Posted on 03/11/2009 in category Stainless



Brussels,3rd November 2009

BIRAutumn Round-Table Sessions
Amsterdam,26-27 October 2009

StainlessSteel & Special Alloys Committee:
Marketremains fragile

The forecast for global stainless steelproduction in 2009 has been reduced to around 24m tonnes “but it isdebatable whether this will be achieved”, the BIR Stainless Steel &Special Alloys Round-Table was warned in Amsterdam by its Chairman,Michael Wright of ELG Haniel Metals in the UK.

While he believes a figure of 23.5mtonnes may prove to be more realistic for this year, Mr Wright is“still optimistic” that the global output prediction of 27.2mtonnes for 2010 will be realised. The market continues to be“fragile” and “sensitive”, and it remains unclear when therecovery will begin to gain momentum, he told delegates.

The same speaker also noted that globalscrap availability appears set to fall from 7.5m tonnes in 2008 toaround 6.8m tonnes this year before increasing in 2010 and exceeding8m tonnes by 2013 at the latest.

In his report on the Asian market, MarkSellier of OneSteel Recycling summarised the concern central to manyof the national and regional reports, namely whether fundamentaldemand for stainless steel is sufficient to consume stock or whethera further period of decline should be anticipated.

Reporting on the US market, BarryHunter of Hunter Alloys LLC declared: “What is missing remains theend user.” Scrap continues to be tight and so any upturn indomestic consumer demand will probably be met with inflated scrapprices. Mr Hunter also identified a number of encouraging marketfactors including: more positive economic indicators in the USA; thenumber of huge energy/environmental projects “which eventually musthappen” and so boost demand for stainless and nickel-bearingmaterials; and anticipated 10% growth in Chinese stainless productionnext year.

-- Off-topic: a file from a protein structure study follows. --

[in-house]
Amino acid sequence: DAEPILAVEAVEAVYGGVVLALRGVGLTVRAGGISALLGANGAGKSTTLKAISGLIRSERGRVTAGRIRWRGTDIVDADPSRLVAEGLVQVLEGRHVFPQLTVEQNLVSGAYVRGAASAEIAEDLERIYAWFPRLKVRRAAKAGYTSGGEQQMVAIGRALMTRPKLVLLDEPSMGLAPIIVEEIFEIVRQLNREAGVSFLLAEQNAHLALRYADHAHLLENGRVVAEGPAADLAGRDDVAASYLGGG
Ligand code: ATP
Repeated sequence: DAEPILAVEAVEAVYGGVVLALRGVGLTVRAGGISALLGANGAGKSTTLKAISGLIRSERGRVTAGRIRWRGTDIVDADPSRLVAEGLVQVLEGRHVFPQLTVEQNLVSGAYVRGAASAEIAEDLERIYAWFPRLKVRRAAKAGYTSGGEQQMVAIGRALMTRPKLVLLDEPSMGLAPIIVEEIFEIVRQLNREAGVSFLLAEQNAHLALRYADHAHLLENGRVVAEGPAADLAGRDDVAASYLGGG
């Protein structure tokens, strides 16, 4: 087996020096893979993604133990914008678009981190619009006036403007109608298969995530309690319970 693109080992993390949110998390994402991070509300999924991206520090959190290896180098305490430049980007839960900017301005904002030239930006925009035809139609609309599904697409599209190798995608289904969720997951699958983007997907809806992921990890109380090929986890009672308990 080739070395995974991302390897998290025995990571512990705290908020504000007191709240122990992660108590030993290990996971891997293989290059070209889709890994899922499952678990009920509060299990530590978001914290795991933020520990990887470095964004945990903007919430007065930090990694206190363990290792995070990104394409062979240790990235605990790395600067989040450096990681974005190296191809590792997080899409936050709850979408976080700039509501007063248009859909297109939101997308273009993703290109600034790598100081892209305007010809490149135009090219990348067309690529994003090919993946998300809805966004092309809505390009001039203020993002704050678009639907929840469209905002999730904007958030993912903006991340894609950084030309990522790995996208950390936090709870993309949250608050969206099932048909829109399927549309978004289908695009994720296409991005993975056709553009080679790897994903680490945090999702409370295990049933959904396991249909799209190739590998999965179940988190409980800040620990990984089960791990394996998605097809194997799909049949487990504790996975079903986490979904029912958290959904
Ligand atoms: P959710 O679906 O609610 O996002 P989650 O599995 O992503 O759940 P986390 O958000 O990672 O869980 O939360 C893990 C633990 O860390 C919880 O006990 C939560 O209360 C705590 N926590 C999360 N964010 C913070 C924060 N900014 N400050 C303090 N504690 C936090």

Other reports also emphasised theshortage of stainless steel scrap, including that for the Middle Eastprovided by Ahmad Sharif of Sharif Metals Est. in Jordan. And in hisGermany/Belgium report, Michael Sutter of Cronimet GmbH in Germanyidentified a significant drop in new production scrap availability,adding that stainless scrap has become “a rare commodity”.

According to the report submitted byAnand Gupta of India-based Ambica Steels, latest figures show thathis country’s imports of stainless steel scrap are running some 27%below those of last year due to weak demand from domestic stainlesssteel producers. Operating capacities have improved to around 80-85%but prices for finished goods remain “under extreme pressure”.

Offering a Russian perspective, IldarNeverov of Scrap Market Ltd pointed to official forecasts thatstainless steel scrap exports will amount to around 100,000 tonnes in2009; however, the speaker believes the actual figure may besignificantly higher. Mr Neverov also alluded to unconfirmed reportsthat Russia is considering a five-fold increase in the export duty.“This would kill the export business,” he said.

In his high temperature alloy andtitanium report, Phil Rosenberg of Keywell in the USA confirmed thatboth markets remain quiet, not least due to low activity levels inthe aerospace sector. Of long-term concern for the scrap titaniumindustry is growing sponge capacity, he added.

Guest speaker at the BIR StainlessSteel & Special Alloys Round-Table was Sheraz Neffati, who is incharge of external relations at the International ChromiumDevelopment Association. Having described sustainability andrecycling as “our main challenges”, she showed a video hailingstainless steel as a “champion” of recycling.


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